Since I was at the AGO for a class I decided to visit this exhibit.
I'm not sure that I would consider these pieces as art, but then, each to his own. That said, I did enjoy looking at the pieces and reading the titles helped me understand what the artist was saying.
From the AGO magazine:
The collection showcases the AGO’s significant collection of Latin American contemporary art and highlights artists who create works that explore the world’s uncertainty. Many of these works will be on view for the first time, including a number of works by Cuban artists that joined the collection as a result of a decade-long partnership with Sherritt International Corporation. The exhibition will occupy Level 5 of the Vivian & David Campbell Centre for Contemporary Art, and will showcase works from 25 artists in various media, ranging from works on paper, paintings and sculptures to large-scale installations.
Wasted Time Glenda Leon
Silence is where one can find balance—there is so much talking, so much wasted time. Wasted Time, is a mountain of sand with an hourglass peeking over the top. It’s sort of a pessimistic work, as it gestures at lost time—it’s as if at each point the hourglass has been turned over, sand has slipped through the glass, collecting into this enormous pile. But don’t mistake my work for being escapist—it’s not—I want to pay attention to the real root of how transformation and solutions occur. There’s already enough noise in the world, don’t you think?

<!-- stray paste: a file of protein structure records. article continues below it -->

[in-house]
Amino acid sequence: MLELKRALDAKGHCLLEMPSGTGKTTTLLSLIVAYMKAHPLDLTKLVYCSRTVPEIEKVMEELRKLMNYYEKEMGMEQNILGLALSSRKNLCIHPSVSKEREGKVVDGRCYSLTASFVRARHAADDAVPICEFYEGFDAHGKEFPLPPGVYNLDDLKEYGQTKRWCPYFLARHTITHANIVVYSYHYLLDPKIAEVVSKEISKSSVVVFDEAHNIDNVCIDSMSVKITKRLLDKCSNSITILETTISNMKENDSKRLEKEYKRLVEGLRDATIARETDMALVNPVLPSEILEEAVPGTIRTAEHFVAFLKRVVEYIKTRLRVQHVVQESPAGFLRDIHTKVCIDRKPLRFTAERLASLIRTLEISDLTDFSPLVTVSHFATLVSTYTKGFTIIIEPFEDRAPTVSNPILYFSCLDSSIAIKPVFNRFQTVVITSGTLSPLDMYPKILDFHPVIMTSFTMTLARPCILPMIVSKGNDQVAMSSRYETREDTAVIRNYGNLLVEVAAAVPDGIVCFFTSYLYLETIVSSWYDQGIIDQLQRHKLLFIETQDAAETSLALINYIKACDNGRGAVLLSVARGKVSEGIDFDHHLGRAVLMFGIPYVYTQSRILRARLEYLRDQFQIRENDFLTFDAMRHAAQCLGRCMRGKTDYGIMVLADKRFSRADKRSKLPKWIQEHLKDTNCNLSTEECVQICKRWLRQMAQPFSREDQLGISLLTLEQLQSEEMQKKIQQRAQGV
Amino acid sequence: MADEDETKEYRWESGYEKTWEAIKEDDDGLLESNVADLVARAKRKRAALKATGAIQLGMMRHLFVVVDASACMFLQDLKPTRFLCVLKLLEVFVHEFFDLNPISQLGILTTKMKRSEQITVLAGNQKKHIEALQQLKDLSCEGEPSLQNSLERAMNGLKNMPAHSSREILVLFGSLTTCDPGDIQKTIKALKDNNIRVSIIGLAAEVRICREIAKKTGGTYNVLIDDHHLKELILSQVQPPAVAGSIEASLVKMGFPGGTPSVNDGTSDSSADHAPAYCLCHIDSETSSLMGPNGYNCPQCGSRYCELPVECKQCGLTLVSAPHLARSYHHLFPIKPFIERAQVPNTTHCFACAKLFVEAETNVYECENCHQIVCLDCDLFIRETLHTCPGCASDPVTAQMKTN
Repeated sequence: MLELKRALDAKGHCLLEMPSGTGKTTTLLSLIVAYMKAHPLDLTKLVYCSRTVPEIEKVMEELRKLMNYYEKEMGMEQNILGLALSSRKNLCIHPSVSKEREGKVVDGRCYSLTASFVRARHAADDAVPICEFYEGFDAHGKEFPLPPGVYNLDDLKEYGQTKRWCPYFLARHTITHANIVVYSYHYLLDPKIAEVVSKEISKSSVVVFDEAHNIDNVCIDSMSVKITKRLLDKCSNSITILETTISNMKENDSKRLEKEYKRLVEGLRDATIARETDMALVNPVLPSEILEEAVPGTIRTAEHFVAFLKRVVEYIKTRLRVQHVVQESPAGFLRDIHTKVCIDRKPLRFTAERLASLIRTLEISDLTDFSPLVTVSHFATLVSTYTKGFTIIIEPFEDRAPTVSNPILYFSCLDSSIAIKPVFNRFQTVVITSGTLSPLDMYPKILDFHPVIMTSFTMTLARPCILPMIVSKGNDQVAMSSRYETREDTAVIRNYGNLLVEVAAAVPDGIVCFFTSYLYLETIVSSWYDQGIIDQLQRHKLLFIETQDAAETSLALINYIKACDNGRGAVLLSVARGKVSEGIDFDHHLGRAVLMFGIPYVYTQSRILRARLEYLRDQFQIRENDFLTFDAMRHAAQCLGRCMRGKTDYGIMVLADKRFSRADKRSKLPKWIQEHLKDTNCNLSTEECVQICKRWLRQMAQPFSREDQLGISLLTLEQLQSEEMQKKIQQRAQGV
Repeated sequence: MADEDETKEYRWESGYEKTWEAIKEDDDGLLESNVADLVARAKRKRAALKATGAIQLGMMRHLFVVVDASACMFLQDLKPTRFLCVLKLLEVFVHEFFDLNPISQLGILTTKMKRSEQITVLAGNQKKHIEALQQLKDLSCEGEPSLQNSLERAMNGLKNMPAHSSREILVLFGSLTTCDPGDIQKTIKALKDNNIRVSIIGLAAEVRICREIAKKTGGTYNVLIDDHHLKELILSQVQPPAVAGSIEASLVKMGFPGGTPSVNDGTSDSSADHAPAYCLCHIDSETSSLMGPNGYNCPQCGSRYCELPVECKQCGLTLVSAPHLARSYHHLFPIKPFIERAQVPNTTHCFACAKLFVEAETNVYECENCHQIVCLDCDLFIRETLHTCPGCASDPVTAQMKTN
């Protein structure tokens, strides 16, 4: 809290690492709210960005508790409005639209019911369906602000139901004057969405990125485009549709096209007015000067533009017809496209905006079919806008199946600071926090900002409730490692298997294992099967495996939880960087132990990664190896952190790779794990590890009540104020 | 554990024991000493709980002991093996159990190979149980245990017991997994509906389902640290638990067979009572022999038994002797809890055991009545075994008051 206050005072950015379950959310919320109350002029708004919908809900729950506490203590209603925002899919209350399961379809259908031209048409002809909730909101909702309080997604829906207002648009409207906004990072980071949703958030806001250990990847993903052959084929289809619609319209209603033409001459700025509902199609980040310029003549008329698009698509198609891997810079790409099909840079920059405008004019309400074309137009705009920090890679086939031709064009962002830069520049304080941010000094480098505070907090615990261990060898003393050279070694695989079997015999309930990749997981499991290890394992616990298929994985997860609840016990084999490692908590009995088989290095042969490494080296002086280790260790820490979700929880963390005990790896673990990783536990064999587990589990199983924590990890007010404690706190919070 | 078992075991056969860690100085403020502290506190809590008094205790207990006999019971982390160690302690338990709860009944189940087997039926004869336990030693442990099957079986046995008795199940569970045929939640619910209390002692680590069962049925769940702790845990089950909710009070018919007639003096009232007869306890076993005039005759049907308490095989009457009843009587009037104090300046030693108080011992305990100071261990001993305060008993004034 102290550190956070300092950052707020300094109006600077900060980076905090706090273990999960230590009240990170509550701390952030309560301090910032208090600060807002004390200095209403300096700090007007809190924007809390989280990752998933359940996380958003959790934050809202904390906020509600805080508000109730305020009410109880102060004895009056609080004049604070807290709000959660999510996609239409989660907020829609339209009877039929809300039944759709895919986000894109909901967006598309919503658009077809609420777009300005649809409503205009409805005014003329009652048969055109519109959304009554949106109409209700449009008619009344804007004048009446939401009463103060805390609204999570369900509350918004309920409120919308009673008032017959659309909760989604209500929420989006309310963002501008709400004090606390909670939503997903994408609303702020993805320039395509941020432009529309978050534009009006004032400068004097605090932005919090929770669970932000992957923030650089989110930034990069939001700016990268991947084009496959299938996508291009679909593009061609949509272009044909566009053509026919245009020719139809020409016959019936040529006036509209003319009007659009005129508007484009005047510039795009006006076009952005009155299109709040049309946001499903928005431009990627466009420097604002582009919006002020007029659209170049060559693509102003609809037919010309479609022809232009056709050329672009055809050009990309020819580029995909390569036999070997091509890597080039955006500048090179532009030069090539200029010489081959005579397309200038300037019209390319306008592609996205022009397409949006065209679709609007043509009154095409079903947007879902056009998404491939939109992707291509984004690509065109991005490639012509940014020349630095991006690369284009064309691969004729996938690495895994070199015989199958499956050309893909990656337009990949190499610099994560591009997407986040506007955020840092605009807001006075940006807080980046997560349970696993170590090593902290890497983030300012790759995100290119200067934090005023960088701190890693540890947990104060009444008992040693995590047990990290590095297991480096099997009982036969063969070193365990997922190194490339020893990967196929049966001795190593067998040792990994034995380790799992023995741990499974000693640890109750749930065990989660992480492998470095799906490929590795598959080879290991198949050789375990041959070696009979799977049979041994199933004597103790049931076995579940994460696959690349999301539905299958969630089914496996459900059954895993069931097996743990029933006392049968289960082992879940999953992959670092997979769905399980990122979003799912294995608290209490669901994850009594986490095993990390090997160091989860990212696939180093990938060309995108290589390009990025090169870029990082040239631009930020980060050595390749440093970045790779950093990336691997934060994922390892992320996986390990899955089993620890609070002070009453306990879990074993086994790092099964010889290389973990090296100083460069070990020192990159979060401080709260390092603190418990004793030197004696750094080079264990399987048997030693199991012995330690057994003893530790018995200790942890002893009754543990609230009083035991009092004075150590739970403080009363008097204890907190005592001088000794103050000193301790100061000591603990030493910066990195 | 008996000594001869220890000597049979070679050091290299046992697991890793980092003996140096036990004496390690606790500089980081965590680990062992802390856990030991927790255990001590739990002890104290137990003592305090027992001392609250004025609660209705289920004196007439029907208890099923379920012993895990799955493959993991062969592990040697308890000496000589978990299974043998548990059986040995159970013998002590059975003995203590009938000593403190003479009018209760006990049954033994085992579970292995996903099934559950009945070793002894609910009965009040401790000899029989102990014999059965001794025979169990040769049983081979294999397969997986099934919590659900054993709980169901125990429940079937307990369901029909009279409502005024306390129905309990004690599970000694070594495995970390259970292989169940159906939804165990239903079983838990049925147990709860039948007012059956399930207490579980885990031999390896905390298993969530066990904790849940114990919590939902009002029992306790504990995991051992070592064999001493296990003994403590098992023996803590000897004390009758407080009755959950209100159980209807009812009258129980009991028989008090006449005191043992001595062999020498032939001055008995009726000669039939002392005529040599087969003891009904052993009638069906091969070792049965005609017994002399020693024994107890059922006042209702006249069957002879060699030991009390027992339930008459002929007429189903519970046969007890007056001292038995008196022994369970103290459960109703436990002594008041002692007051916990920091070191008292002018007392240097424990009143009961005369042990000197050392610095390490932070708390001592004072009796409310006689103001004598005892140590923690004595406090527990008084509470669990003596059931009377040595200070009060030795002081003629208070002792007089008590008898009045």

Wilfredo Prieto's One:
Vik Muniz, Fairy Roses, after Fantin-Latour (Pictures of Magazines 2), 2012I had to get close to realize that these roses were created by cutouts from magazines.
click here for more of Vik Muniz's collages.
This I really liked! I also enjoyed researching his works and would love to see more of them.
Jac Leirner's To And From Walker
Leirner created a work titled To and From (Walker) with the participation of the staff at the Walker Art Center. It is a collection of various sized envelopes connected by polyurethane cord and plexiglass.
In this time of electronic communication, this is not something we see every day.
Postcapital, (2006), a signature work by Havana's Carlos Garaicoa
An elaborate wood, metal and plaster sculpture depicting a miniature city fashioned from famous international buildings as they appear on national currencies, Postcapital is the first Cuban art acquisition in the museum's history.
Postcapital's Canadian connection is a section that recalls the Parliament Buildings as they appear on the Canadian $10 bill.
Gabriel Orozco Trashcan opera,995
I kept the first piece for last!